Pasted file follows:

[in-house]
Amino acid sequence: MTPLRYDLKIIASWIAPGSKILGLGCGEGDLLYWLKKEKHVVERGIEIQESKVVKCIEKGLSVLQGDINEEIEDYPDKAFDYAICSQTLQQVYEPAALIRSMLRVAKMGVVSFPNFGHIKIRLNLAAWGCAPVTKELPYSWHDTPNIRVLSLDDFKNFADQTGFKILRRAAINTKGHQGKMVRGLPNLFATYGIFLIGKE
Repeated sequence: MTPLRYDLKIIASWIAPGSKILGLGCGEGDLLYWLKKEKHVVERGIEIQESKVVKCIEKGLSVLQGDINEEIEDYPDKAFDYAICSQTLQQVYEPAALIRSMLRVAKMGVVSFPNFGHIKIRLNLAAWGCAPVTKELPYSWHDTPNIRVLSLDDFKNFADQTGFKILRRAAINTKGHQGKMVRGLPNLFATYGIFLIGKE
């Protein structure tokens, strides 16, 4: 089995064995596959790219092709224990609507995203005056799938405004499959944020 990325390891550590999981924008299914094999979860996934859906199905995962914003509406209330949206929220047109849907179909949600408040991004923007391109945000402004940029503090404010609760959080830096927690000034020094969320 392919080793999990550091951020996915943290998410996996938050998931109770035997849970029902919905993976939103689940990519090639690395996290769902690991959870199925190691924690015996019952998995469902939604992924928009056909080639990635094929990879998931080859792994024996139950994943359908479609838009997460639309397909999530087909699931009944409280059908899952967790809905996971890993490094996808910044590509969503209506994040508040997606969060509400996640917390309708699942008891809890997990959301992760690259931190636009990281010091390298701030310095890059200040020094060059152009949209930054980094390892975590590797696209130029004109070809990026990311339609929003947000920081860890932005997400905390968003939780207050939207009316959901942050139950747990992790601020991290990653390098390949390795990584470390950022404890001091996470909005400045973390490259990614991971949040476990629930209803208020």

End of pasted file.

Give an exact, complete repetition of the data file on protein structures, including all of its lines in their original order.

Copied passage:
[in-house]
Amino acid sequence: MTPLRYDLKIIASWIAPGSKILGLGCGEGDLLYWLKKEKHVVERGIEIQESKVVKCIEKGLSVLQGDINEEIEDYPDKAFDYAICSQTLQQVYEPAALIRSMLRVAKMGVVSFPNFGHIKIRLNLAAWGCAPVTKELPYSWHDTPNIRVLSLDDFKNFADQTGFKILRRAAINTKGHQGKMVRGLPNLFATYGIFLIGKE
Repeated sequence: MTPLRYDLKIIASWIAPGSKILGLGCGEGDLLYWLKKEKHVVERGIEIQESKVVKCIEKGLSVLQGDINEEIEDYPDKAFDYAICSQTLQQVYEPAALIRSMLRVAKMGVVSFPNFGHIKIRLNLAAWGCAPVTKELPYSWHDTPNIRVLSLDDFKNFADQTGFKILRRAAINTKGHQGKMVRGLPNLFATYGIFLIGKE
């Protein structure tokens, strides 16, 4: 089995064995596959790219092709224990609507995203005056799938405004499959944020 990325390891550590999981924008299914094999979860996934859906199905995962914003509406209330949206929220047109849907179909949600408040991004923007391109945000402004940029503090404010609760959080830096927690000034020094969320 392919080793999990550091951020996915943290998410996996938050998931109770035997849970029902919905993976939103689940990519090639690395996290769902690991959870199925190691924690015996019952998995469902939604992924928009056909080639990635094929990879998931080859792994024996139950994943359908479609838009997460639309397909999530087909699931009944409280059908899952967790809905996971890993490094996808910044590509969503209506994040508040997606969060509400996640917390309708699942008891809890997990959301992760690259931190636009990281010091390298701030310095890059200040020094060059152009949209930054980094390892975590590797696209130029004109070809990026990311339609929003947000920081860890932005997400905390968003939780207050939207009316959901942050139950747990992790601020991290990653390098390949390795990584470390950022404890001091996470909005400045973390490259990614991971949040476990629930209803208020």